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Unilateral Reassignment is Least Desirable Accommodation

The Fourth Circuit Court of Appeals held, “[I]t is generally inappropriate for an employer to unilaterally reassign a disabled employee to a position the employee does not want when another reasonable accommodation exists” that would allow the employee to keep their current position.

Michael Wirtes worked as a police officer for the City of Newport News. For four years, Wirtes experienced increasing pain in his back and leg because of his duty belt. This belt held his pepper spray, gun, taser, baton, handcuffs, flashlight, radio, and body camera battery pack. He developed permanent nerve damage. He requested reassignment to a unit that would allow him to continue serving without wearing the belt. Initially, the department agreed, and he worked as a patrol officer in the Records Unit wearing a shoulder harness. When a new police chief came in and transferred Wirtes to another unit, Wirtes was still able to work without wearing the belt. However, the police department then changed its policy to require all officers to wear a duty belt. Wirtes requested an accommodation, such as wearing the shoulder holster he had been wearing for the last 5 years. The City rejected his request and instead offered him a civilian job. He sued the department for failing to provide him a reasonable accommodation under the Americans with Disabilities Act (ADA).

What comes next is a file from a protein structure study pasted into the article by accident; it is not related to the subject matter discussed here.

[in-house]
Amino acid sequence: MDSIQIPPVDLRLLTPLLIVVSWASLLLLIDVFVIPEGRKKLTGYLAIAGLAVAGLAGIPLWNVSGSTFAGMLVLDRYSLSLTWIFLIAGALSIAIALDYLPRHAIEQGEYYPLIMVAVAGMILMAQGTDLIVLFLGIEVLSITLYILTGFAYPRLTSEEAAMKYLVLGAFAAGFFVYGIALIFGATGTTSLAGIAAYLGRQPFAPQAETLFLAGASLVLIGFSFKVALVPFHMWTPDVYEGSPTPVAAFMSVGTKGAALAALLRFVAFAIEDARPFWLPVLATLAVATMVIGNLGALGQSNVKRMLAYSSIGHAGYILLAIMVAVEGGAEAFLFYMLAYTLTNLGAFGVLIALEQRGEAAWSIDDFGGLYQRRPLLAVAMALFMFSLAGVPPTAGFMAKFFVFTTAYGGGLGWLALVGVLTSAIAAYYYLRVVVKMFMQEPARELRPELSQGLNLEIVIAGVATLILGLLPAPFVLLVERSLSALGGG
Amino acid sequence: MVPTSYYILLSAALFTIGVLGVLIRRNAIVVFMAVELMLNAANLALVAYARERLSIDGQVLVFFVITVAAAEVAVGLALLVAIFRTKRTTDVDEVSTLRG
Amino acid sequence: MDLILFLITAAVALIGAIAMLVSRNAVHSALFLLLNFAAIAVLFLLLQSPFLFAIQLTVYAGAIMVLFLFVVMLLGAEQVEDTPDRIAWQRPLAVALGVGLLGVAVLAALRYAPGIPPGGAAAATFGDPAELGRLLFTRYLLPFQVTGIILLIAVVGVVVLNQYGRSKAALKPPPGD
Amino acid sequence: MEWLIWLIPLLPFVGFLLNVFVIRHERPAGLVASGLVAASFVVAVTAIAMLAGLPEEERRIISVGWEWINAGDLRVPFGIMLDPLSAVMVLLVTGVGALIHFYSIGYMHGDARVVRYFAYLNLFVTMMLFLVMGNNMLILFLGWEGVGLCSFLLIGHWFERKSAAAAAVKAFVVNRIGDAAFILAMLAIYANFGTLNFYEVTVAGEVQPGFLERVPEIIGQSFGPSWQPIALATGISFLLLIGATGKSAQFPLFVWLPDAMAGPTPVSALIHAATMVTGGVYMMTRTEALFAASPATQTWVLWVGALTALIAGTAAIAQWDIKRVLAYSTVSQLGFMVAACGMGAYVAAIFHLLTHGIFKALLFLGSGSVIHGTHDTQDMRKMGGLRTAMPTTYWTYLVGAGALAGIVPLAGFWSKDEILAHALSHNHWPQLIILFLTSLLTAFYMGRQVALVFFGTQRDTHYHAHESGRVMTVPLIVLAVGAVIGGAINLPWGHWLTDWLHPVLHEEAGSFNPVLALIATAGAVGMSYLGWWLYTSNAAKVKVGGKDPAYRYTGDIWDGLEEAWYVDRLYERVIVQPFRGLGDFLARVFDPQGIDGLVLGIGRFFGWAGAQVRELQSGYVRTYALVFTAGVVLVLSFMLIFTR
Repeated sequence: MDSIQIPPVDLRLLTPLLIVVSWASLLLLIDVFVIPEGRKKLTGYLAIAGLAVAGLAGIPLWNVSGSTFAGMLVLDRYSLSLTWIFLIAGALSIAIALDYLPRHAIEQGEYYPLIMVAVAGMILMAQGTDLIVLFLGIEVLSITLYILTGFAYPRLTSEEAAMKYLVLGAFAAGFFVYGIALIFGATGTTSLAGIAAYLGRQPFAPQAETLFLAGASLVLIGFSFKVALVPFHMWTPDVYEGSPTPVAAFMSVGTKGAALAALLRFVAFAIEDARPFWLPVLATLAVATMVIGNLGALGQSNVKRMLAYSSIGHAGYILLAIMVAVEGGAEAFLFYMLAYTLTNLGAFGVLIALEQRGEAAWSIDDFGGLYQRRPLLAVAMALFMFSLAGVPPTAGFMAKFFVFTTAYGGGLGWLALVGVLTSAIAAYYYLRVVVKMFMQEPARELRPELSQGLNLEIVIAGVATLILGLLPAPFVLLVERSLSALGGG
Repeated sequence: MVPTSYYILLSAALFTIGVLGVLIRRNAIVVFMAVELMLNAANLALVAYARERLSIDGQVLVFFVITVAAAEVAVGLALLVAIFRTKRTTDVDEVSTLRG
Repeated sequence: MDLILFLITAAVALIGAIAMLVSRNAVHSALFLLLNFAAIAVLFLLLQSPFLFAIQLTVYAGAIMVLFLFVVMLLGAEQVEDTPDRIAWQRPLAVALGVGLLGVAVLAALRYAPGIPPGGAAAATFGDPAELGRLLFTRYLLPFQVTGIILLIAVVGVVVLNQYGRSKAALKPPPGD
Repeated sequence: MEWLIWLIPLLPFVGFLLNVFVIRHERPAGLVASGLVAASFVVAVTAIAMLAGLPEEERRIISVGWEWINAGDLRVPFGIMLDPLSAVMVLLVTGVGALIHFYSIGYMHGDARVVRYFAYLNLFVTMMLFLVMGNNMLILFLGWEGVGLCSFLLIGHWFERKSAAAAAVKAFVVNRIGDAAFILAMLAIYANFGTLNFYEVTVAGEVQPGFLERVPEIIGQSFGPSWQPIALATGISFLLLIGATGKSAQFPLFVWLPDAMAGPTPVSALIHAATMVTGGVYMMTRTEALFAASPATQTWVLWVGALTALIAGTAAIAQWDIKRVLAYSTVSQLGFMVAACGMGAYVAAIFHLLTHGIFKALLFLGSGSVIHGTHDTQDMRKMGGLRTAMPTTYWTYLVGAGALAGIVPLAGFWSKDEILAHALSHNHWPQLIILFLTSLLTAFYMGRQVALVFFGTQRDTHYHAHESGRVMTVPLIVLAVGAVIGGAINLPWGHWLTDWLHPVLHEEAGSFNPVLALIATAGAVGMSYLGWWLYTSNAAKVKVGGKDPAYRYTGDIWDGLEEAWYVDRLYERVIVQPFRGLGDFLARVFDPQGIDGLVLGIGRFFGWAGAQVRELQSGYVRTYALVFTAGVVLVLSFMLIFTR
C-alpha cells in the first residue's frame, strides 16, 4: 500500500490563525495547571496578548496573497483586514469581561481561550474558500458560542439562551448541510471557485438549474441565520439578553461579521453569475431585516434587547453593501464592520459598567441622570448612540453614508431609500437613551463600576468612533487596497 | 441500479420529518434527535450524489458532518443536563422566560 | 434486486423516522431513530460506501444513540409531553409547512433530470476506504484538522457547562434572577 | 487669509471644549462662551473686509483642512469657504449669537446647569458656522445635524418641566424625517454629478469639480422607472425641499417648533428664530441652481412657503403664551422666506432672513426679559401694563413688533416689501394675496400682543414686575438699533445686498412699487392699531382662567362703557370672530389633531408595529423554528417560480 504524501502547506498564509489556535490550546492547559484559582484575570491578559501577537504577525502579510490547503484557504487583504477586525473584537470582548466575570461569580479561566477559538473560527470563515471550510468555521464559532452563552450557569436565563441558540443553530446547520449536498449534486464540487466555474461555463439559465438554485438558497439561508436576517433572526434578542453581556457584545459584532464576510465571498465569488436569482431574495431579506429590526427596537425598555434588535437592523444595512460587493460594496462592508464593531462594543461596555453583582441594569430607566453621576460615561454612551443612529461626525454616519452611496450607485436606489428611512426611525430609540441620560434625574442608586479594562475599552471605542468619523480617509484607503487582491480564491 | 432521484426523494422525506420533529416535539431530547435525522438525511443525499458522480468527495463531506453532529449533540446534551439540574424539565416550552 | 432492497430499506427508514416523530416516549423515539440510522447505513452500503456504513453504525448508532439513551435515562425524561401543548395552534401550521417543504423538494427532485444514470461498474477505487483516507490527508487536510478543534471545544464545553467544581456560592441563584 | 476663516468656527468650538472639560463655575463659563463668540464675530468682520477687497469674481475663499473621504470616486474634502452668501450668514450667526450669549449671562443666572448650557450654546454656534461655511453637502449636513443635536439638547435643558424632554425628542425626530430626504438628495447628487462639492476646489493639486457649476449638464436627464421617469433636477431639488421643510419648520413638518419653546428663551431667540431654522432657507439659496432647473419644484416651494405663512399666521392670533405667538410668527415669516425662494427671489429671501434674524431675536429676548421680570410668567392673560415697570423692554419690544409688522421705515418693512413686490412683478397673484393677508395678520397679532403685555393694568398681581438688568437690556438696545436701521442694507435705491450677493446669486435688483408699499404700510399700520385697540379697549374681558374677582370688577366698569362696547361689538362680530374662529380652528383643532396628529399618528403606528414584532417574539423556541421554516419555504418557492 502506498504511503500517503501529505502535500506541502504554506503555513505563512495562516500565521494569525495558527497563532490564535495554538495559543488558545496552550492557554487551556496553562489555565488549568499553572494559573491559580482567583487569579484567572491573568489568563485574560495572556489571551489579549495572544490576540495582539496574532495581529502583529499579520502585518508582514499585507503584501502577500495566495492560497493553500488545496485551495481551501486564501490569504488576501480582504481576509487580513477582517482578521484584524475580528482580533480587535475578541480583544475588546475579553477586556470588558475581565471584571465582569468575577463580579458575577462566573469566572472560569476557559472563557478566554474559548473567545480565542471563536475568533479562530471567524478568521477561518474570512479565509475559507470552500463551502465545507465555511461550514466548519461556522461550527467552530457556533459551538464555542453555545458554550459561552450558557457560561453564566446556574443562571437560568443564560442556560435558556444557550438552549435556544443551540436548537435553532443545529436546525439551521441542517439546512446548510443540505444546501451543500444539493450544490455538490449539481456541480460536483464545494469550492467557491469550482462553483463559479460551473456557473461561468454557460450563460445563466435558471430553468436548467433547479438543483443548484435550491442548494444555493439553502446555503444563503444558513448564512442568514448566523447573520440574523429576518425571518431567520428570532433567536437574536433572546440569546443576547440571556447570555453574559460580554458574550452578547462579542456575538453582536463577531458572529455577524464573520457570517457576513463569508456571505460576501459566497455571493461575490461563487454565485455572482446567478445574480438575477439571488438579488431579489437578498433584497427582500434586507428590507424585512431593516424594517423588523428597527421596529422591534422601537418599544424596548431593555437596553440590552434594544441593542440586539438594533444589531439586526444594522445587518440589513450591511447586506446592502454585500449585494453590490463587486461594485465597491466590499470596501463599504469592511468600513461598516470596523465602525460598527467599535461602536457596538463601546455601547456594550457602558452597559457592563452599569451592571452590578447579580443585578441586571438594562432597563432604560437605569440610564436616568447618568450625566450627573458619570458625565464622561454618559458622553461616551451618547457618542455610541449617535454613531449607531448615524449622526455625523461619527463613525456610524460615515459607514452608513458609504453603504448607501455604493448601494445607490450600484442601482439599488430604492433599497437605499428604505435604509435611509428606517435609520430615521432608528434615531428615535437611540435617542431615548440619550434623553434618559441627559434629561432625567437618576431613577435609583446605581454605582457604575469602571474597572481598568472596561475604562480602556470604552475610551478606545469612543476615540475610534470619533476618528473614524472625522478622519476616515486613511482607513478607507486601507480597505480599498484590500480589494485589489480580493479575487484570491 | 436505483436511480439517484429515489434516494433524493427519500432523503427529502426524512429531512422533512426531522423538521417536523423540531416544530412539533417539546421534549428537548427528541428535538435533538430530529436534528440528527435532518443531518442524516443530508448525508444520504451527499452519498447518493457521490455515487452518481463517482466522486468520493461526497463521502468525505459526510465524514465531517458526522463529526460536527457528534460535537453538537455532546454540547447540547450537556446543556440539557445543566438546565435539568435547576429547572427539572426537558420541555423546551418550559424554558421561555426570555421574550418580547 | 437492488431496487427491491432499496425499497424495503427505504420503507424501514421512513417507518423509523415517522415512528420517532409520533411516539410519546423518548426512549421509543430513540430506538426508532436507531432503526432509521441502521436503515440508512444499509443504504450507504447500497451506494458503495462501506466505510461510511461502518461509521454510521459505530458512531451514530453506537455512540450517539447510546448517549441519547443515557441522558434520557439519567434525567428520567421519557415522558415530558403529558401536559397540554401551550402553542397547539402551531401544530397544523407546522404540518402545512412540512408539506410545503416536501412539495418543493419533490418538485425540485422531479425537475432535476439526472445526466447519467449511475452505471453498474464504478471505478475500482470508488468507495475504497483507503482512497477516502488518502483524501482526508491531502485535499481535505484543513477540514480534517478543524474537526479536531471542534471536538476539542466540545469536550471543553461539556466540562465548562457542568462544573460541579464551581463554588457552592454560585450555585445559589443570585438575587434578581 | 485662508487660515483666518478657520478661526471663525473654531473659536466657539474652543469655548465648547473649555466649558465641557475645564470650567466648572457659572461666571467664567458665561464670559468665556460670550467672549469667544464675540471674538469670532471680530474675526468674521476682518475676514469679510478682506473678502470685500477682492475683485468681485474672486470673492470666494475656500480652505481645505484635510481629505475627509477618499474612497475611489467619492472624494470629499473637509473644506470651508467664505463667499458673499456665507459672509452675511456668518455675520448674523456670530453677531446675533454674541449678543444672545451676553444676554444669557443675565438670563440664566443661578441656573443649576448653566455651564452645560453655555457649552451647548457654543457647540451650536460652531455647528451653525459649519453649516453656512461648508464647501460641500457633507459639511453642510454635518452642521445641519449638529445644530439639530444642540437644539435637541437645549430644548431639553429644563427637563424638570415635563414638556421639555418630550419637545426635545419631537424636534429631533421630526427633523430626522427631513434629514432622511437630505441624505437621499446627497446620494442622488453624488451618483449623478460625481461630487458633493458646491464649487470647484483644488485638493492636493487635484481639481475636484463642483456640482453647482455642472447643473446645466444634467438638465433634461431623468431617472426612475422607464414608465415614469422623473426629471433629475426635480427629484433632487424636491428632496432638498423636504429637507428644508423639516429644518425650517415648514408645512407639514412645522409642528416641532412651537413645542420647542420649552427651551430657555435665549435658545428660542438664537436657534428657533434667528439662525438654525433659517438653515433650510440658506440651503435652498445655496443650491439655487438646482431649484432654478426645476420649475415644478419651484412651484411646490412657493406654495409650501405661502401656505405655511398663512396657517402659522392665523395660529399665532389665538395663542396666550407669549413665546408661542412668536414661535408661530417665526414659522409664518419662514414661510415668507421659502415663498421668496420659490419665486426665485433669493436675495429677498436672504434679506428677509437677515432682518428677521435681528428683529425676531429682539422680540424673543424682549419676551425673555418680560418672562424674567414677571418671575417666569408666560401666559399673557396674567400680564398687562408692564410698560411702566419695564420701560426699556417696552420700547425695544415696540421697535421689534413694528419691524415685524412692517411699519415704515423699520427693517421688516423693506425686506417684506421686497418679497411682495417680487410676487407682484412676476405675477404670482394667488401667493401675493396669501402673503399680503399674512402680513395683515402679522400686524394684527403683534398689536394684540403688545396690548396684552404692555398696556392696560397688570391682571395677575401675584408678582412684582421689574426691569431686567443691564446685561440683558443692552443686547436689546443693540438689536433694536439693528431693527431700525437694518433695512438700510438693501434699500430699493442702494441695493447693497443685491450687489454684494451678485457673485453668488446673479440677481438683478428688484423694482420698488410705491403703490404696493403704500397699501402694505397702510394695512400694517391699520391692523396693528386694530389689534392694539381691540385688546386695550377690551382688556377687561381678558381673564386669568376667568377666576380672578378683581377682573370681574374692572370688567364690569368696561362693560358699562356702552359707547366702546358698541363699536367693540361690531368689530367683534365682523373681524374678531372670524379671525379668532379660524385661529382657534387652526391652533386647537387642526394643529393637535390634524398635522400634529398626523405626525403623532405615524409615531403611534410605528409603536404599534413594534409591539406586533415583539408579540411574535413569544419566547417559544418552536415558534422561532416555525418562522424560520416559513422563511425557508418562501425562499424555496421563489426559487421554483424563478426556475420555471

The circuit court joined other circuit courts and the EEOC in “recognizing that reassignment is the ADA’s accommodation of ‘last resort.’” Courts have previously held that employers are under no obligation to offer reassignment. In this novel case, the court looked at what happens when an employee wishes to remain in their current position and can perform the essential functions of the position with reasonable accommodation. According to the court, an employer must first consider accommodations that would allow the employee to remain in the current position. The court noted there may be circumstances when an employer may reassign the employee, but it is strongly disfavored.